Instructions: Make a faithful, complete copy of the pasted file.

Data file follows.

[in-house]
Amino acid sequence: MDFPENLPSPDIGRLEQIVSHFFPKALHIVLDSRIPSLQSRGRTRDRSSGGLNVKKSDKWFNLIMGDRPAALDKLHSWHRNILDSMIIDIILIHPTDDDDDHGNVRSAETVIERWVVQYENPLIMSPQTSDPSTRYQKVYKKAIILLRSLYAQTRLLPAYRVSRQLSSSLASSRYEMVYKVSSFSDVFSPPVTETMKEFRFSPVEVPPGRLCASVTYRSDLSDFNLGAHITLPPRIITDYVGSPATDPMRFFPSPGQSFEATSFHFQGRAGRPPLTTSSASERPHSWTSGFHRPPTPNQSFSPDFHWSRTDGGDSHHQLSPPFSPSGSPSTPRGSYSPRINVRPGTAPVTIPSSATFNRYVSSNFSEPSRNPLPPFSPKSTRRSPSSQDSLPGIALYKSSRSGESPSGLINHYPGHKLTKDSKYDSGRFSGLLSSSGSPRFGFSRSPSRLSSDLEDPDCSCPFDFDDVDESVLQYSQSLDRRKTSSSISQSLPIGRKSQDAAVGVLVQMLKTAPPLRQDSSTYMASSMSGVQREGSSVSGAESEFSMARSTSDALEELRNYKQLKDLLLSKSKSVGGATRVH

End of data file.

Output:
[in-house]
Amino acid sequence: MDFPENLPSPDIGRLEQIVSHFFPKALHIVLDSRIPSLQSRGRTRDRSSGGLNVKKSDKWFNLIMGDRPAALDKLHSWHRNILDSMIIDIILIHPTDDDDDHGNVRSAETVIERWVVQYENPLIMSPQTSDPSTRYQKVYKKAIILLRSLYAQTRLLPAYRVSRQLSSSLASSRYEMVYKVSSFSDVFSPPVTETMKEFRFSPVEVPPGRLCASVTYRSDLSDFNLGAHITLPPRIITDYVGSPATDPMRFFPSPGQSFEATSFHFQGRAGRPPLTTSSASERPHSWTSGFHRPPTPNQSFSPDFHWSRTDGGDSHHQLSPPFSPSGSPSTPRGSYSPRINVRPGTAPVTIPSSATFNRYVSSNFSEPSRNPLPPFSPKSTRRSPSSQDSLPGIALYKSSRSGESPSGLINHYPGHKLTKDSKYDSGRFSGLLSSSGSPRFGFSRSPSRLSSDLEDPDCSCPFDFDDVDESVLQYSQSLDRRKTSSSISQSLPIGRKSQDAAVGVLVQMLKTAPPLRQDSSTYMASSMSGVQREGSSVSGAESEFSMARSTSDALEELRNYKQLKDLLLSKSKSVGGATRVH